First, size (space) and age (time) are measured in different units. However, you certainly fell into this article because you thought: if the universe is 13.8 billion years old and the speed of light is constant, how is it possible that the observable universe has a radius of 46.5 billion light years?
The distance light determines the observable universe has traveled since the Big Bang, approximately 13.8 billion years ago. In theory, this would suggest a radius of 13.8 billion light years. However, the observable universe is about 46.5 billion light years in radius. This discrepancy arises from the expansion of the universe.
The cosmic expansion of the universe
The universe has been expanding since the Big Bang. This expansion is not just the movement of galaxies through space but the stretching of space itself. As a result, light from distant galaxies has to travel ever greater distances to reach us. Even as light travels toward us, the space it moves through expands, effectively increasing the distance it needs to travel — the best evidence of this phenomenon lies in the existence of cosmic microwave background radiation.
Furthermore, immediately after the Big Bang, the universe underwent a brief, rapid expansion known as cosmic inflation, this inflationary period extended far beyond the visible horizon, making many of the universe’s galaxies invisible. The after-effects of this rapid expansion mean that the observable universe includes regions of space much further away than a simple calculation of the age and speed of light would suggest.
It is important to note that this expansion does not imply that anything is moving faster than the speed of light. The universe’s expansion is a change in the metric of space, not a movement through space.
The concept of metric expansion is crucial here. It’s not just that objects are moving away from each other; the metric that defines distance in the universe is changing. The very fabric of space is stretching, which allows distances to become greater than the travel time of light would imply. The metric expansion of the universe is a fundamental concept in cosmology that explains how the universe has evolved and grown since its beginnings in the Big Bang.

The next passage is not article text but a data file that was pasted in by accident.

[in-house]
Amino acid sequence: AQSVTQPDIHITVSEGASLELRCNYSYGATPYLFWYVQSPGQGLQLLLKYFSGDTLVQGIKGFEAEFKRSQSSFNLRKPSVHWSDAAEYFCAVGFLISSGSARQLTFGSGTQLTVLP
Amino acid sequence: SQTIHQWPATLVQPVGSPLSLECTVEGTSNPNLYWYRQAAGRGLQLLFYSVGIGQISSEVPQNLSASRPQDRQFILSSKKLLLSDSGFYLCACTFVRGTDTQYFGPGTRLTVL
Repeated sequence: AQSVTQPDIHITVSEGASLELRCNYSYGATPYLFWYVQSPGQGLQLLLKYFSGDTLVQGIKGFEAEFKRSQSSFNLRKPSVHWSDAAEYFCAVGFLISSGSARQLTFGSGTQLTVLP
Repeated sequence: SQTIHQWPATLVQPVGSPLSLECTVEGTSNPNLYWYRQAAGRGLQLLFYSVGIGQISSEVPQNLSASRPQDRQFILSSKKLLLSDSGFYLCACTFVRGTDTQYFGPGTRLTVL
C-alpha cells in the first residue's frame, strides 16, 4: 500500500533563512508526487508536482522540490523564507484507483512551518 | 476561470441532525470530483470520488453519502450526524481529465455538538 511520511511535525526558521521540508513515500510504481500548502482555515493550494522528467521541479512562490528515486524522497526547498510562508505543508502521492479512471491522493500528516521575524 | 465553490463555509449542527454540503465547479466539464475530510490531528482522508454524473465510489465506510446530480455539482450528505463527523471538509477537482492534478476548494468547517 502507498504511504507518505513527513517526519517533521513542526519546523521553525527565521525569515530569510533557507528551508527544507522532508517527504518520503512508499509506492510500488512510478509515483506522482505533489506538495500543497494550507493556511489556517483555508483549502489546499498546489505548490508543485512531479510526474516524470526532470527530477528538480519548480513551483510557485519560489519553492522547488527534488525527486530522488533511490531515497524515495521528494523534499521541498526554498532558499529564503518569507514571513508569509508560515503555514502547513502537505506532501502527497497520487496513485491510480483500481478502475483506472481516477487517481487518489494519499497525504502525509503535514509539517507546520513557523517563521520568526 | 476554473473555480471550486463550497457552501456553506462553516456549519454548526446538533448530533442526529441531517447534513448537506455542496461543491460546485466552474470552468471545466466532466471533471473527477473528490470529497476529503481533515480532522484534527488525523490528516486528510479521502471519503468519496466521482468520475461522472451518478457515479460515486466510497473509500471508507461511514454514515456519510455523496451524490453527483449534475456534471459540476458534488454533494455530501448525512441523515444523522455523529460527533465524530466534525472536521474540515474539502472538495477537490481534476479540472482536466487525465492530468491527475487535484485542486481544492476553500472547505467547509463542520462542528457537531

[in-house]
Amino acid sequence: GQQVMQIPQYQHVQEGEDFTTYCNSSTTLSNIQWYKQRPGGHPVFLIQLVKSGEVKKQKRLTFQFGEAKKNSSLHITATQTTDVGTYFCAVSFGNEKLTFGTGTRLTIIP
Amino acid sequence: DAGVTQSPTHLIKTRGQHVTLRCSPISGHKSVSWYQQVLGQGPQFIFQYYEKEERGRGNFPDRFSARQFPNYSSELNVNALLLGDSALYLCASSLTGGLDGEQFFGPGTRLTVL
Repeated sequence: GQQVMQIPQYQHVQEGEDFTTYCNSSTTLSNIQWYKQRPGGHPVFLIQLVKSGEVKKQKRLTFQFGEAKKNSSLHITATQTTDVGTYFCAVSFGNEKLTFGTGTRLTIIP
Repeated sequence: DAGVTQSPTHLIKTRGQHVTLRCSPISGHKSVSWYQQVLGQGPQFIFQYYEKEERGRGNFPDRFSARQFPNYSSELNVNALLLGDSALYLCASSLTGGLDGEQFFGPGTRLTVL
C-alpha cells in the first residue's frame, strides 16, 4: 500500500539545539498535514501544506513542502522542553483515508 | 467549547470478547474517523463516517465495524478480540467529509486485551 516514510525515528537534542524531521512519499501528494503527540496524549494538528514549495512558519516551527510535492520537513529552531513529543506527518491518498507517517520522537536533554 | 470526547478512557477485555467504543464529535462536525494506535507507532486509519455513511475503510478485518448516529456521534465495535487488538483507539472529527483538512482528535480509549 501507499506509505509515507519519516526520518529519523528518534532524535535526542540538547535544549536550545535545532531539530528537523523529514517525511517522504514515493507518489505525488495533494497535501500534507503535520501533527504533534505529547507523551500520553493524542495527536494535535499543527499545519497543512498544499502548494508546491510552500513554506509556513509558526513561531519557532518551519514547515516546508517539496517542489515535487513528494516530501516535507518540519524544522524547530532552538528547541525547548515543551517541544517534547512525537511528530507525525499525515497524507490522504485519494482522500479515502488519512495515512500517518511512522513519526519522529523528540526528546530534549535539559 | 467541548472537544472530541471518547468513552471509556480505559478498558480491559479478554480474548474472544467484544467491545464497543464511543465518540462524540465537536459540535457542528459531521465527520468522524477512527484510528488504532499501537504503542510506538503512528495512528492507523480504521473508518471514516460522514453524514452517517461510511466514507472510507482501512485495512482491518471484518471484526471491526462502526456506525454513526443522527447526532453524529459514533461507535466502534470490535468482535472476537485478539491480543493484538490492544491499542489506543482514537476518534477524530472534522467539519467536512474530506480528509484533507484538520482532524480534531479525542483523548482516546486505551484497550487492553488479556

One of the first and most significant observations supporting metric expansion was made by Edwin Hubble, who discovered in 1929 that distant galaxies are moving away from us at speeds proportional to their distance. This is encapsulated in the Hubble-Lemaître Law, which states that the radial velocity of a galaxy is directly proportional to its distance from us. This relationship is a direct consequence of metric expansion: more distant objects are moving away more quickly.
In general relativity, the metric tensor describes the geometry of spacetime. This geometry is not static; it changes over time. The metric expansion of the universe refers to changes in this metric tensor, increasing the separation of parts of the universe.
“But the Big Bang is just a theory”
It is worth remembering that the expansion of the universe is not “just a theory”; it is a fact proven by observing the redshift of distant objects, such as quasars. Thousands of observations and measurements carried out over decades, already proven laws such as Hubble’s law (above), as well as a series of mathematical theorems from cosmology, such as the Friedmann–Lemaître–Robertson–Walker metric and the curvature tensor of Riemann, give us models of how the Big Bang and the expansion of the universe occurred — and still occurs.
But, of course, there is still a lot to be discovered! The problems of dark matter and dark energy are just two of the biggest open problems in physics that directly interfere with current cosmological theories.